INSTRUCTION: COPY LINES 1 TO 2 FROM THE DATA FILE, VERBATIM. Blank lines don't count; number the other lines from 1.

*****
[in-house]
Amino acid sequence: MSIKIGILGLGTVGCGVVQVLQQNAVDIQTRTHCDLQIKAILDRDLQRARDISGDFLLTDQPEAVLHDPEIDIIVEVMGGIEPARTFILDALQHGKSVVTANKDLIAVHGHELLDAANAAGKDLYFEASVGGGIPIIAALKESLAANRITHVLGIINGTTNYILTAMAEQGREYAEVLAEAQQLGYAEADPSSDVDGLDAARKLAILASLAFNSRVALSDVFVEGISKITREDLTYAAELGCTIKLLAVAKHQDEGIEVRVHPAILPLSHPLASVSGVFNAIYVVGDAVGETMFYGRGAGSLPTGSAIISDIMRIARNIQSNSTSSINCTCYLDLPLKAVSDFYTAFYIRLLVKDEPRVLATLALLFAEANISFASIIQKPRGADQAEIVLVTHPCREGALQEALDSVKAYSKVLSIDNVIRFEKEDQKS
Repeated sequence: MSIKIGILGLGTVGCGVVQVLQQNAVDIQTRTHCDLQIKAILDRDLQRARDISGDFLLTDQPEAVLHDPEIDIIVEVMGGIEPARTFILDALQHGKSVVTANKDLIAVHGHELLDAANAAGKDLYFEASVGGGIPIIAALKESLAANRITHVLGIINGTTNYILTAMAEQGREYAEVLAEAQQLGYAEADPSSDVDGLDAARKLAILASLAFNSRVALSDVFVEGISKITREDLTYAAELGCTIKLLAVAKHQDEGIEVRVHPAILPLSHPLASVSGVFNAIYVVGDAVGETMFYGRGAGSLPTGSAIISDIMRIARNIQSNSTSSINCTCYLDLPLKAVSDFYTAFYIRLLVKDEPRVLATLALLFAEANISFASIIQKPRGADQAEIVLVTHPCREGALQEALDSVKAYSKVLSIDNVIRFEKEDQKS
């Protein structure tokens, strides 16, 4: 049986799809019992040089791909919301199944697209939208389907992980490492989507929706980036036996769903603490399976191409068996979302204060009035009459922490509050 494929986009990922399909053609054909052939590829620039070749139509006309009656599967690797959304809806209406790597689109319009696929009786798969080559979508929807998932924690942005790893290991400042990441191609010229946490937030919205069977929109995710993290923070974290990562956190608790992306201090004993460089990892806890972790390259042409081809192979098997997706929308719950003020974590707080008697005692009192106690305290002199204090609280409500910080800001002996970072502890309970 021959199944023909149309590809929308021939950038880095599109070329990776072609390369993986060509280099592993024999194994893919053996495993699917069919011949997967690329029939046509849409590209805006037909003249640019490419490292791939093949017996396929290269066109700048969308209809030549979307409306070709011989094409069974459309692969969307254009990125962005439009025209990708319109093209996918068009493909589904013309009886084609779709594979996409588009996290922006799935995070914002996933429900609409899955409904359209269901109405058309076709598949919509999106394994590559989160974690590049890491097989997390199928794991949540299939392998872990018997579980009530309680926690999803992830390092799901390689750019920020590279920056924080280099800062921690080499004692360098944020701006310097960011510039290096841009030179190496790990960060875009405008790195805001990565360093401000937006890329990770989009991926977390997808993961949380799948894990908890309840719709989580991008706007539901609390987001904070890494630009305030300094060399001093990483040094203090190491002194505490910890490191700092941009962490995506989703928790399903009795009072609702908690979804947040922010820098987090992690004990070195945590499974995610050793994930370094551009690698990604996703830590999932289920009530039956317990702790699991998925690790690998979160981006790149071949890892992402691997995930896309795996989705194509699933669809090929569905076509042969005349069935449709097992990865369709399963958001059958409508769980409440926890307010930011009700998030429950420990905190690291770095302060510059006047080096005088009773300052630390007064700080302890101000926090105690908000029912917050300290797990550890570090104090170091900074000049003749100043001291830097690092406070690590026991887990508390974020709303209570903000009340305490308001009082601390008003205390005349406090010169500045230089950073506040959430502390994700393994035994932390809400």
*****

[in-house]
Amino acid sequence: MSIKIGILGLGTVGCGVVQVLQQNAVDIQTRTHCDLQIKAILDRDLQRARDISGDFLLTDQPEAVLHDPEIDIIVEVMGGIEPARTFILDALQHGKSVVTANKDLIAVHGHELLDAANAAGKDLYFEASVGGGIPIIAALKESLAANRITHVLGIINGTTNYILTAMAEQGREYAEVLAEAQQLGYAEADPSSDVDGLDAARKLAILASLAFNSRVALSDVFVEGISKITREDLTYAAELGCTIKLLAVAKHQDEGIEVRVHPAILPLSHPLASVSGVFNAIYVVGDAVGETMFYGRGAGSLPTGSAIISDIMRIARNIQSNSTSSINCTCYLDLPLKAVSDFYTAFYIRLLVKDEPRVLATLALLFAEANISFASIIQKPRGADQAEIVLVTHPCREGALQEALDSVKAYSKVLSIDNVIRFEKEDQKS